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dnaBreast Cancer: To Treat or Not to Treat?

by Luana DeAngelis, YCT Founder

www.youcanthrive.org

Recently I attended San Antonio breast cancer symposium as a patient advocate, and the session titled “Treatment on the Edges: Discordance Between Stage and Biology” was standing room only! Literally, the entire back of the room was packed and people were sitting in the isles to hear what was being said about pathological discordance and treatment variables. I got the feeling that this was a very important session to attend and reporting on it was essential.

As a patient advocate I work with survivors to help them ask the right questions and understand their treatment choices. Navigating pathology especially with breast cancer is quite tricky, even for doctors. For all of us, helping patients to understand why their doctor is recommending treatments that can be very harsh is so important.

In this session two doctors discussed this topic using the Bad stage, good biology vs. Low stage, bad biology. The first doctor spoke of how to avoid overtreatment of large cancers that will not be affected by chemotherapy, and the second spoke about guidelines for small tumors and the use of chemotherapy in these cases.

With concordant pathology stage is bad, risk levels are high and biology is adverse, so standard chemotherapy is automatically given. In these cases, it is apparent that a tumor needs systemic treatment like chemotherapy, but in other cases not so much. This discussion was about what to do in the other cases.

What should drive decisions when high staging co-exists with good biology?? Or low staging co-exists with bad biology? This is called discordance, and it’s the biggest issue for breast cancer doctors.

Two doctors took us step by step through their reasoning and the literature, which they base their treatment decisions on. Though statistics on people who do not take treatment are no longer kept, the session was opened with an old but well-annotated University of Chicago database on surgery alone and no systemic therapy. It was concluded that many patients live a normal life expectancy free of recurrence after surgical treatment alone. But how do doctors identify these patients?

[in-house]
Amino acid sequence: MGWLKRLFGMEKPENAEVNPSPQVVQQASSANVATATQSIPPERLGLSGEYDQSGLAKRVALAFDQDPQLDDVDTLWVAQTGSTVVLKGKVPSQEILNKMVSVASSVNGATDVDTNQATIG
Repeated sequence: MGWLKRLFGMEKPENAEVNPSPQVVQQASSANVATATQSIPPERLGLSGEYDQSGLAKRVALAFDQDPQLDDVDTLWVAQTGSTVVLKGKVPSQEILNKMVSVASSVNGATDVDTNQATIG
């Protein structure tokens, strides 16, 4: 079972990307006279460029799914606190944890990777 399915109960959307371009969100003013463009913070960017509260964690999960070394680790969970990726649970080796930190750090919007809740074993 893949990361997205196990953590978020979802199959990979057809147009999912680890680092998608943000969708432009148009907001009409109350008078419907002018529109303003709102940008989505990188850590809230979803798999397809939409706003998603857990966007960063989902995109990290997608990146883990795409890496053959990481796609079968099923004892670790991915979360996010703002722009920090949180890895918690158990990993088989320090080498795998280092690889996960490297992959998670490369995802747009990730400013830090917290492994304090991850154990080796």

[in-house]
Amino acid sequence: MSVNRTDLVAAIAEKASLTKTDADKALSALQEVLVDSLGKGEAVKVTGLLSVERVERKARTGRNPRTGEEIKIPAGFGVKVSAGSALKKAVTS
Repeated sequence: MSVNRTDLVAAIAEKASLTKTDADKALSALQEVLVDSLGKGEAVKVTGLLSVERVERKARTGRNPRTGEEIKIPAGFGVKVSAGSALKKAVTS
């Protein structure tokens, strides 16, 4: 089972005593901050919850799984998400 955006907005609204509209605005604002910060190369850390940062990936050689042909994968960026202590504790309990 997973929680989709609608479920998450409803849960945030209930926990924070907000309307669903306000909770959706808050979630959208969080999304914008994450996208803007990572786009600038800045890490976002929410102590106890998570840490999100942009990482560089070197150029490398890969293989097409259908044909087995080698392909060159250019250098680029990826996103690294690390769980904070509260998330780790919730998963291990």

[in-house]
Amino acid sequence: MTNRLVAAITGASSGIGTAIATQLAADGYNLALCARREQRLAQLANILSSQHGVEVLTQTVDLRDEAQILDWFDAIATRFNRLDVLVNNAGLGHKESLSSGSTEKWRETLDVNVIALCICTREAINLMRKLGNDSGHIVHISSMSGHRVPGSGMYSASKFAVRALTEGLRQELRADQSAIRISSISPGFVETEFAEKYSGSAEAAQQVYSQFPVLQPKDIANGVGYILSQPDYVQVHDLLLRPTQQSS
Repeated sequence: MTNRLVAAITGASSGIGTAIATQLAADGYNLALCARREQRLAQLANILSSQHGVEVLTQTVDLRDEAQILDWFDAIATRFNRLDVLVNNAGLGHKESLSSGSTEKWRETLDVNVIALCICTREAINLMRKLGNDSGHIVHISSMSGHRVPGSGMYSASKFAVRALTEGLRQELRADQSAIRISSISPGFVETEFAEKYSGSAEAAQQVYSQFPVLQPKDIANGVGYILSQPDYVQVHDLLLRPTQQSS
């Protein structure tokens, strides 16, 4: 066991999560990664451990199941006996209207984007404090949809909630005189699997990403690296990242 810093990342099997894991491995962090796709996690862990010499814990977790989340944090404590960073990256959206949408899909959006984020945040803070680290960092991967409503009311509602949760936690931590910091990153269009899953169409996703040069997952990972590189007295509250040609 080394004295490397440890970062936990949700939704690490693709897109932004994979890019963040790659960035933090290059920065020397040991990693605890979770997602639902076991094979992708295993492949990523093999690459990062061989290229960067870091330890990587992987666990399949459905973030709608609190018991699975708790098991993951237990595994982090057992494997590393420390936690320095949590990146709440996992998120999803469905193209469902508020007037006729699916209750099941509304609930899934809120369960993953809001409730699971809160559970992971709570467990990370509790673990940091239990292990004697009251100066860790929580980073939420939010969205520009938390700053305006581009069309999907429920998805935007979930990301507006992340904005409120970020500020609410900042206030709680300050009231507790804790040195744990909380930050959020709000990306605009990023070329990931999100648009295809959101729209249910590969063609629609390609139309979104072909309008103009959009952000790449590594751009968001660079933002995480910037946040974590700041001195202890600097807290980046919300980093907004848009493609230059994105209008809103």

In following surgery alone patients up to 30 years and beyond breast cancer survival plateaus at about 20 years, with only 1.3% of recurrences after that point. Even in the large tumors without treatment there is a plateau, at least 20-25% will survive long term free of recurrence even without adjuvant treatment. Who are the patients that are probably cured without systemic therapy? Who needs it? That is the question! We cannot yet reliably identify these people despite all of our advances. However we are taking big steps.

Genomic assays like Oncotype and Mammoprint show a definitive correlation between recurrence scores and long-term outcomes when following patients. The studies on these genomic tumor pathology tests were conclusive that they are very important in predicting effectiveness of treatment and how people will fare long term. It can be beneficial to have these tests for people who fit into the category of being eligible, if you’re going to use the information. However, there are a group of tumors that need creative treatment and have higher risk even when they sit in a ‘lower recurrence score’ category.

The problem with gene assays is that they are not always concordant with estrogen receptor scores, usually with a very high estrogen score it is thought a better treatment option is endocrine suppressors, but then a genetic assay may come back with a high recurrence score. Or you could have a tiny tumor that formerly wouldn’t need additional treatment, and you get back a high recurrence score. In these cases looking at additional factors is necessary.

People diagnosed young 35 or less, always seem to fare worse long term and for those patients chemo is always recommended. If a tumor has the molecular subtype pure luminal A and estrogen is the dominant pathway with a low proliferation grade, chemotherapy is relatively ineffective (but the reverse is true in triple negative or Basil like groups). In luminal B tumors there are not a lot of guidelines. Luminal B tumors are estrogen driven and often high-grade, these biological subtypes often differ in their degree of sensitivity to chemotherapy. Therein lies the rub! In these cases the avoidance of chemo may be justified if they are HER2 negative with a low proliferation rate by a 21 gene assay recurrence score.